Monica Briscoe

Monica was my Grandma. And living only two miles away from us as I grew up she had a great deal of influence on me. Especially because I used to go to their house every Wednesday night after school and stay for dinner. Without fail it would be gammon, chips and peas, which was great. I think this was an attempt at supplying me with some ‘proper meat’ to supplement the deprived, mostly vegetarian diet I had at home. On these Wednesday nights, from the age of 7, Monica would give me piano lessons. This was my introduction to the world of music. So Monica was the one that had to go through my first tuneless plonks on the keyboard, and listen to endless simple tunes. But I’ve been told that when she taught at Campsea Ashe (?) music teaching was her specialism, which goes a little way towards explaining how she had the patience to keep me going week after week until, many years later, she finally handed me over to a music teacher who would take me on to grades and other more disciplined times. But this is a part of Monica that I will always have with me. Because from those first lessons she gave me I have developed a love of music that I think I will always have. I now can’t wait for the day when I live in a house big enough to fit in my own piano. And I will still think back to us sitting side by side at the piano at Mill Place as she took me though all those pieces.

It’s funny really that I never thought that much about how much I shared with my Grandma until now. Another thing I will remember of her was her love of her garden --- another thing that I share. In recent years when I came back from Uni to visit she would take me round her garden telling me all the names of her plants, and we would appreciate together the wonderful display she had achieved with her care and determination to have it ‘just so’. And since I’ve had my own place I’ve loved to tell her how my plants are getting on. How the roses are doing, and which shrubs are flowering. And I am so thrilled that her and Paul came round and saw my house. I could be a little bit proud when Monica saw what I’d achieved with my own garden; I did like to make her proud. And it wasn’t that hard really. Although sometimes her obsession with knowing every detail of every exam I was sitting at Uni could become a little tiring, it always gave a little extra boost every time I did well to know that she would be so pleased. She did care so much for her family; about their lives, how they were doing and what their plans were. And she had so many reasons to be proud. It made her so happy to see her children and grandchildren excel at school, go to University, and become doctors too, whether PhDs or MDs, of which they’ll hopefully be three of us soon, and maybe more to come.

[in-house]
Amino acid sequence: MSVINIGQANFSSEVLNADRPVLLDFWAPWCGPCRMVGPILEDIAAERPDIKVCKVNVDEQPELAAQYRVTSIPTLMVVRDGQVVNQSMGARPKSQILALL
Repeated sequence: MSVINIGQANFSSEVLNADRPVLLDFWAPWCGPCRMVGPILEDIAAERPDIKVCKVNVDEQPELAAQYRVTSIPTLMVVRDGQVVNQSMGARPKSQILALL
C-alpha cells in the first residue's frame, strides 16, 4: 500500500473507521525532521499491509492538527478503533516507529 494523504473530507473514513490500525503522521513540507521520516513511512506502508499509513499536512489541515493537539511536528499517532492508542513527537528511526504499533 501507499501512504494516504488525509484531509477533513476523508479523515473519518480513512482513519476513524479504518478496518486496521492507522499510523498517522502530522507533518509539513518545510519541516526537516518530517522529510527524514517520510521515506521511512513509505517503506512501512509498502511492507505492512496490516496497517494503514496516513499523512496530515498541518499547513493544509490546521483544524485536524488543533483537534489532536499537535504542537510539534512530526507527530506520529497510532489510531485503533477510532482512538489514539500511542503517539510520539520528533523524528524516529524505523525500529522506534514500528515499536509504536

The thing that I am most thrilled that Monica knew about, but also that I will be most sad she will not be there for, is my wedding to Jane. I didn’t even know when we planned to have the wedding in Parham church that that was where Paul and Monica were married over 50 years ago. But Monica and I have talked about it a fair amount in the last few months. I told her all about our plans, which she seemed thrilled at. And I think she was very happy that we’re having the reception at Home Farm, as they also did, but as usual she was worrying plenty on my behalf as to whether it would be too much work, or if we’d get everything done. I’m sure I’ll be thinking of her all the time as I make the endless lists that are necessary for the preparation. I know that I will be thinking of her lots that day too, and a part of her will be with me. As always. I will always remember her fondly, and try not to miss her, too much.